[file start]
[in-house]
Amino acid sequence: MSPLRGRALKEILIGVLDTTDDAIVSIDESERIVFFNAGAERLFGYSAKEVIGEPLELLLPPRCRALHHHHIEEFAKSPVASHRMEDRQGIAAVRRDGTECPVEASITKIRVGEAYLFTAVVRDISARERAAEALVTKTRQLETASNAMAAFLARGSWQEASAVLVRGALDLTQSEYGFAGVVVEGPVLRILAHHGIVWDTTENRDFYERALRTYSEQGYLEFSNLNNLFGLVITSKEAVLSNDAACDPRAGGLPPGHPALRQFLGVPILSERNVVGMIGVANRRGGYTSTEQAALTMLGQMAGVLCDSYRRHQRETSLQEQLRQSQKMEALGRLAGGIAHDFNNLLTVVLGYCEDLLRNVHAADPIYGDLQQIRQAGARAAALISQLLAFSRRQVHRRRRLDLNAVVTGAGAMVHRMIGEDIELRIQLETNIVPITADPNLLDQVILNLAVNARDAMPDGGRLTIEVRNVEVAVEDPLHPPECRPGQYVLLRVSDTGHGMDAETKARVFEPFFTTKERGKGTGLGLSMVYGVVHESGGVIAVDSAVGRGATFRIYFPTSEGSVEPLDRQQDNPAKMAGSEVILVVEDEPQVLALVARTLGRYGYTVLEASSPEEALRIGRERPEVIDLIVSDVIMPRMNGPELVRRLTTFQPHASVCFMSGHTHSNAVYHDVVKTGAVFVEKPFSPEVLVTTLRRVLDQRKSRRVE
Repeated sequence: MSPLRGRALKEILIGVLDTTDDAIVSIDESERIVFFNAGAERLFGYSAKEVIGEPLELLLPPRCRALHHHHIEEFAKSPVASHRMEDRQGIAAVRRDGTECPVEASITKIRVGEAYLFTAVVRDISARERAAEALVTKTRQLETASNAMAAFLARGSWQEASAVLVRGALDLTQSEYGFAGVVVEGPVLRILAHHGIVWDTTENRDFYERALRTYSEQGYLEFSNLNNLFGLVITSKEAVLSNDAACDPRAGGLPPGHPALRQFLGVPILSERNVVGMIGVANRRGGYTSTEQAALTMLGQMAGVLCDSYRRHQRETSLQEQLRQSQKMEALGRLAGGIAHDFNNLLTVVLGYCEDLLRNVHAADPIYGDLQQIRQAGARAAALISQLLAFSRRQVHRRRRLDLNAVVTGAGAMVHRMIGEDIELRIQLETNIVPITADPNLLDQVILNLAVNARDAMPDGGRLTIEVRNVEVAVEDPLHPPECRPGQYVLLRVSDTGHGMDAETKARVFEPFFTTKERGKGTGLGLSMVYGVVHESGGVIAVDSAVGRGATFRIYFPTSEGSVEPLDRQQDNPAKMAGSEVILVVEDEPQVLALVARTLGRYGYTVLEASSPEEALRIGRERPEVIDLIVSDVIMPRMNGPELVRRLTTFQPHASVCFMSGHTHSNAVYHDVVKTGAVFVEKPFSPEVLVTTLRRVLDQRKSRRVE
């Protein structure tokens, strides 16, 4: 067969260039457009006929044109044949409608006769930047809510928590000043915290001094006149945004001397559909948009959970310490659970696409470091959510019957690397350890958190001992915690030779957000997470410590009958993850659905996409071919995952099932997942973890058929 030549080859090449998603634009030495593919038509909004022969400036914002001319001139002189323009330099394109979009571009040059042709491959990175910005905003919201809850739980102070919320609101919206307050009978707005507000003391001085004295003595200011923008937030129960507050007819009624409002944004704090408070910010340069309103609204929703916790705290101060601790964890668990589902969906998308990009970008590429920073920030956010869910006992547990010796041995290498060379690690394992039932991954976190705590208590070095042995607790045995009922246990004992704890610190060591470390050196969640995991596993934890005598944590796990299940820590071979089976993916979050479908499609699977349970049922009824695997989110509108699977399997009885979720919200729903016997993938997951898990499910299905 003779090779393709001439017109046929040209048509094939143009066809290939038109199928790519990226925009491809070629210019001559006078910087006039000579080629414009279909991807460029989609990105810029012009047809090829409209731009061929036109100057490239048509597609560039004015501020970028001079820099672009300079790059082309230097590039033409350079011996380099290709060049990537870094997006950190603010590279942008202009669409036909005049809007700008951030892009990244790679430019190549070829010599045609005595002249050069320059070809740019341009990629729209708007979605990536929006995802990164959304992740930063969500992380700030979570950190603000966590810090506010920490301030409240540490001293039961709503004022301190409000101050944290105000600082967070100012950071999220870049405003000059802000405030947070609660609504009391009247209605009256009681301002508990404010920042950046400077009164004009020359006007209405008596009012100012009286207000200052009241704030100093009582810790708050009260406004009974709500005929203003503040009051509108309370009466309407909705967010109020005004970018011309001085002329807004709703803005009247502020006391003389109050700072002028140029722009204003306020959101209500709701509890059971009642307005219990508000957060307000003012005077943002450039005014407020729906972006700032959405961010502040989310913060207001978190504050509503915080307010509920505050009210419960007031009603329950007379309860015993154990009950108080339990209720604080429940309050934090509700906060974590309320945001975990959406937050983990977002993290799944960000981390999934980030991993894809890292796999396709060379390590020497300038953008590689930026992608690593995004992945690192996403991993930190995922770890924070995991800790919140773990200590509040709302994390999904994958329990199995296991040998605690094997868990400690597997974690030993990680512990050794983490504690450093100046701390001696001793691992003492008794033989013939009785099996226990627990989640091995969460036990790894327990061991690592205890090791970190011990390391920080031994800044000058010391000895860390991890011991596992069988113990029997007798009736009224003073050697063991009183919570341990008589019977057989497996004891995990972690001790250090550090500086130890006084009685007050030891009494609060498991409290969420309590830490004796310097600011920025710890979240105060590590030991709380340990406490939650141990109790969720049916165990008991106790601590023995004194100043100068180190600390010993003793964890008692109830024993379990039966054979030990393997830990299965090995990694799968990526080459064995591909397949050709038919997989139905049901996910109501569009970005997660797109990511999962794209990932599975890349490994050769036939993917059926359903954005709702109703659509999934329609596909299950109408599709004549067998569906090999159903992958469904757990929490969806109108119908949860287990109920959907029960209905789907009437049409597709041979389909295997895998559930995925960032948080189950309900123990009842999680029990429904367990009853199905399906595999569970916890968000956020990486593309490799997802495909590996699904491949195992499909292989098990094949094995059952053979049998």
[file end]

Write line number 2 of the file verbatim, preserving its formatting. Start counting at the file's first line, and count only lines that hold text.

Amino acid sequence: MSPLRGRALKEILIGVLDTTDDAIVSIDESERIVFFNAGAERLFGYSAKEVIGEPLELLLPPRCRALHHHHIEEFAKSPVASHRMEDRQGIAAVRRDGTECPVEASITKIRVGEAYLFTAVVRDISARERAAEALVTKTRQLETASNAMAAFLARGSWQEASAVLVRGALDLTQSEYGFAGVVVEGPVLRILAHHGIVWDTTENRDFYERALRTYSEQGYLEFSNLNNLFGLVITSKEAVLSNDAACDPRAGGLPPGHPALRQFLGVPILSERNVVGMIGVANRRGGYTSTEQAALTMLGQMAGVLCDSYRRHQRETSLQEQLRQSQKMEALGRLAGGIAHDFNNLLTVVLGYCEDLLRNVHAADPIYGDLQQIRQAGARAAALISQLLAFSRRQVHRRRRLDLNAVVTGAGAMVHRMIGEDIELRIQLETNIVPITADPNLLDQVILNLAVNARDAMPDGGRLTIEVRNVEVAVEDPLHPPECRPGQYVLLRVSDTGHGMDAETKARVFEPFFTTKERGKGTGLGLSMVYGVVHESGGVIAVDSAVGRGATFRIYFPTSEGSVEPLDRQQDNPAKMAGSEVILVVEDEPQVLALVARTLGRYGYTVLEASSPEEALRIGRERPEVIDLIVSDVIMPRMNGPELVRRLTTFQPHASVCFMSGHTHSNAVYHDVVKTGAVFVEKPFSPEVLVTTLRRVLDQRKSRRVE